The fifth and final strategy that can promote the success of online students is to understand that not all online classes are the same. Understanding the instructor’s expectations and how the facilitator structures their class is important. Some online classes are heavily weighted on online discussion posts while others utilize group projects or papers. Student success increases when students ensure the expectations of the class align with their learning style and needs.

After reading Bachners article I have to say that I am hopeful that I may make it successfully through #ECI834. Not only due to my hard work and determination, but due to the strategies, expectations, and requirements that Alec and Katia have incorporated into this class. So thanks guys! It’s nice to know there is a “method to your madness” and you have done everything you can to promote success within all of us within #ECI834!!!!


About Twana2017

Wife, mother, nurse, teacher, life-long learner and kid at heart!
This entry was posted in eci834. Bookmark the permalink.

7 Responses to Alec and Katia’s Method to Madness?

  1. adamkrammer says:

    Well well done post. You have touched on a variety of valuable things talked about in class.


  2. Great post, Twana! I felt the same way about ECI 833 – all of the new tech was more overwhelming than the content itself. I think Bachner presents valuable considerations for us when we are creating our own prototypes. I think it’s especially important to think about how students will interact and collaborate in an online community. Thanks for your summary and points.


    • Twana2017 says:

      Thanks for the comments Natalie. I think the key in relation to success in all “classrooms”, be it in a F2F atmosphere or an online class, is that students need to feel supported and safe.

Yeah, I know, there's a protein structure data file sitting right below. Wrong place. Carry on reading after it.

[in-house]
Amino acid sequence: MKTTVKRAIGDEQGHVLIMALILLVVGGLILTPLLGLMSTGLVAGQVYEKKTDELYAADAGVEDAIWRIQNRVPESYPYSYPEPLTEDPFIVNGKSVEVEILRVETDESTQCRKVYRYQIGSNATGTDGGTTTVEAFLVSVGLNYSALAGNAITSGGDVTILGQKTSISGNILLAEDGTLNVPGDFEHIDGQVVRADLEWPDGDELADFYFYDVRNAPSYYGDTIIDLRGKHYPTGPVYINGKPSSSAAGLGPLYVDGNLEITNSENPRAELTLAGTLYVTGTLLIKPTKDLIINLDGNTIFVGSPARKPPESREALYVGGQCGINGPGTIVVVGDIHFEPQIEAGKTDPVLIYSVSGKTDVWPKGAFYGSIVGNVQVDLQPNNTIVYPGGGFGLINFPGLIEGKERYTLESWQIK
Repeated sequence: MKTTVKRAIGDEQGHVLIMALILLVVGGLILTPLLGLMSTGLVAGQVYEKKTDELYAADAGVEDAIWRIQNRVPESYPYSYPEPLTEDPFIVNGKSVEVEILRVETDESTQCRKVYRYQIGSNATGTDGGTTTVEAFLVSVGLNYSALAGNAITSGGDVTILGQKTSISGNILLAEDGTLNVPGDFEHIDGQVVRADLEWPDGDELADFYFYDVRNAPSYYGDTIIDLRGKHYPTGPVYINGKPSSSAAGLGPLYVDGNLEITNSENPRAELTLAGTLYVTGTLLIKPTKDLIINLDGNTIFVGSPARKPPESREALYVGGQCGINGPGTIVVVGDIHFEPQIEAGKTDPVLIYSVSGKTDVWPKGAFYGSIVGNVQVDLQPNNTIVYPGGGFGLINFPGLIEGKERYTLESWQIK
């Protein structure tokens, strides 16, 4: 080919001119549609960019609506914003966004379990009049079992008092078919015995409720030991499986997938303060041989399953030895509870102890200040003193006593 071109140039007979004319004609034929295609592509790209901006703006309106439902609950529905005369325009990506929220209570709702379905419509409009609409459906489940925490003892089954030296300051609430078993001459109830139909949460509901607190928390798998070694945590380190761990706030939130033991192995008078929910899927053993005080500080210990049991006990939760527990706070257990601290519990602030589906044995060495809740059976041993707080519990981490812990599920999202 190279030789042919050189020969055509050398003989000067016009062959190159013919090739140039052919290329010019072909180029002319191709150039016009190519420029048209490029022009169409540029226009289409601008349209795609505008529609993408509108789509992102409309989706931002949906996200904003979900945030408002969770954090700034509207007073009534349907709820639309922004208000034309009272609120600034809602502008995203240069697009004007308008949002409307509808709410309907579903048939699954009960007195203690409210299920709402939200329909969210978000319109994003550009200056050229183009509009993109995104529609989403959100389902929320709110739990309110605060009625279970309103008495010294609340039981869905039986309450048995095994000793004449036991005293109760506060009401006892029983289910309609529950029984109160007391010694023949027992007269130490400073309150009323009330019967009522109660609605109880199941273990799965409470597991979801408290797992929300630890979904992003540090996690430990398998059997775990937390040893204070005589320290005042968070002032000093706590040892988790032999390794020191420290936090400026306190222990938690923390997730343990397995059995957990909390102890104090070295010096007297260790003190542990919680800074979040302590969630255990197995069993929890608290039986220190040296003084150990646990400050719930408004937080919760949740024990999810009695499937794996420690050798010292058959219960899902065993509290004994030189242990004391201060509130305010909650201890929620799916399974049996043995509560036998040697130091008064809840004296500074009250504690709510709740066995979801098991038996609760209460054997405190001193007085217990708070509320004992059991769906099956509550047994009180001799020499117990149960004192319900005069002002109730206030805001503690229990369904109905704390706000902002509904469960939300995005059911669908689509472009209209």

3. Kara says:

    I love the 5 strategies for online learning that you shared! I know that I use these without noticing, probably because I am an adult learner, and would find it difficult to try to help students understand why I am successful at online learning when they feel they are not, having them down in a top 5 is useful to help reflect on what I do on a regular basis. I think the setting consistent blocks of time to work is key as otherwise it is very easy to procrastinate until the last minute (something I was really good at in my undergrad!).


    • Twana2017 says:

      Thanks for your comments Kara. I too use these strategies that are mentioned in my post and like you, it is most likely because of the type of student I am. This being said, one can understand how young students or those without focus or prior online experience may struggle with success.


  4. Pingback: Blended Learning in Mathematics, I’m not the only on doing it! – Kara Taylor's Blog

Leave a Reply

Fill in your details below or click an icon to log in: Logo

You are commenting using your account. Log Out /  Change )

Google+ photo

You are commenting using your Google+ account. Log Out /  Change )

Twitter picture

You are commenting using your Twitter account. Log Out /  Change )

Facebook photo

You are commenting using your Facebook account. Log Out /  Change )

Connecting to %s